Once again, the School District of Philadelphia seems ready to turn over some of its most struggling schools to outside managers. Will this work? Have we learned NOTHING from past experience? Last time we gave a bunch of schools to Educational Management Organizations (EMOs), the results were less than inspiring. In fact, the results were so bad that most of the schools were returned to the management of the district. Here is what the School District's website says about the new "Renaissance Schools":
There are three major components of the Renaissance Schools initiative:
1) identifying chronically low-performing District schools that are not likely to achieve dramatic improvements without transformative change, 2) identifying individuals and organizations that are capable and prepared to turnaround around failing schools in Philadelphia, and 3) empowering school communities to play an active role in the turnaround and ongoing support of their school. The District believes that these components must be implemented with rigor and transparency in order to create an effective and lasting process for turning around failing schools in Philadelphia.
SUPPOSEDLY, these EMOs and Charters will have to retain ALL the children currently in the school. But will they really do this? What about parents who want to opt out--where will their children be sent? Instead of bringing in outside managers, why not have a series of thoughtful, exploratory meetings with the current staff and parents? They are the ones who intimately know the school and its students--and believe me--they probably have plenty of useful ideas about how to improve the schools.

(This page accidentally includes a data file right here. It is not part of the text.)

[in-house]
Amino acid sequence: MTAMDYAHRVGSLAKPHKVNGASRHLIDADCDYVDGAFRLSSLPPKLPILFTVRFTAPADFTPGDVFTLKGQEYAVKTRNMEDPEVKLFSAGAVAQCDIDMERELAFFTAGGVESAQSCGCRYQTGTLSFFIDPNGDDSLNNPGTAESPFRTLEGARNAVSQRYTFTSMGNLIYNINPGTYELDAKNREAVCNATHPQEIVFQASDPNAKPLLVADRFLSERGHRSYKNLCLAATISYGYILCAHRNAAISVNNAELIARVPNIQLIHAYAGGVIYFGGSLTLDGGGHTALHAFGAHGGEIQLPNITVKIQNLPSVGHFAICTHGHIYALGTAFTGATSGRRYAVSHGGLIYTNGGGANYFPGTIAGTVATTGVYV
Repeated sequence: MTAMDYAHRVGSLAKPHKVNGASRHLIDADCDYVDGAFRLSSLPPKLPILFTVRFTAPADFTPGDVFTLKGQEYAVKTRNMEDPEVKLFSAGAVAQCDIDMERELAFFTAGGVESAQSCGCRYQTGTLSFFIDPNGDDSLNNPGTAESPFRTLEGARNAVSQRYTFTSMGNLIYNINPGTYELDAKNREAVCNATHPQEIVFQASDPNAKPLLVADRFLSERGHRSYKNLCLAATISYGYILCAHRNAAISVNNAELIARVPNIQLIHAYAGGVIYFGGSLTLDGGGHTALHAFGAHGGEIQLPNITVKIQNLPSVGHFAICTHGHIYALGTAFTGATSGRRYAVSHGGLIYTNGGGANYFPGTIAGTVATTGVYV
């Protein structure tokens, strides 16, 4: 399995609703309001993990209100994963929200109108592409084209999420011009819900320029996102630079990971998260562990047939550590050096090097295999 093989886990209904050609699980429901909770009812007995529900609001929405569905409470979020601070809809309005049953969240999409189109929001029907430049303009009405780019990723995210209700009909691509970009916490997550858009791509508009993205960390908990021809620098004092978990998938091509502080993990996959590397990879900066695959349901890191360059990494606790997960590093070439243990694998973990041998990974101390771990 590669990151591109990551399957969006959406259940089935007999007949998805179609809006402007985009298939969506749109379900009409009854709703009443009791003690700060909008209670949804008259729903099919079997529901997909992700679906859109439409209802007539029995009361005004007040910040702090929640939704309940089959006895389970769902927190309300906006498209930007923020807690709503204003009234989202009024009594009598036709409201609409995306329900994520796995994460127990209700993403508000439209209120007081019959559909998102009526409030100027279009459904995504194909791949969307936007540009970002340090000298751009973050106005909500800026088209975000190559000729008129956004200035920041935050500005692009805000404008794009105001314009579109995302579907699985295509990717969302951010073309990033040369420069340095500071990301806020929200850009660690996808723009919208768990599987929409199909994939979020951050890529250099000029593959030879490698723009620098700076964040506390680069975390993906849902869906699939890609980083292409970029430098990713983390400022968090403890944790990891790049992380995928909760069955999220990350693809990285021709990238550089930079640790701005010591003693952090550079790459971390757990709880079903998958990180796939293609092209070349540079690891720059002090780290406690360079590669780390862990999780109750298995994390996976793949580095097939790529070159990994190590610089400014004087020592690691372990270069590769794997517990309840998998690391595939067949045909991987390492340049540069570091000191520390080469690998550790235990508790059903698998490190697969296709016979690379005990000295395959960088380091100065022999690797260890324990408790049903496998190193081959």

Many EMOs and charters come in with many preconceived ideas and cookie-cutter plans that will not fit every school and student. The way they traditionally deal with this is to turf out the kids and families that do not get with the program. The district says they will not do that this time, but can we trust them? Probably not. Will EMOs and Charters be required to treat special education students fairly and legally? I am not the only one worried about this--The Education Law Center's Len Rieser blogged about his concerns on the Philadelphia School Notebook's site: http://www.thenotebook.org/blog/102243/something-can-be-said-school-districts
EVERYONE concerned about children and schools should be worried about how the Renaissance Schools will be doled out. Will they go to Arlene's friends? The SRC members political cronies? Will we really see "rigor and transparency" in this process?
I do not teach at either a Renaissance eligible or alert school, but I am concerned about the students who attend them and the staff who work at them. I hope all these students are not simply handed over to money-making companies to experiment on.
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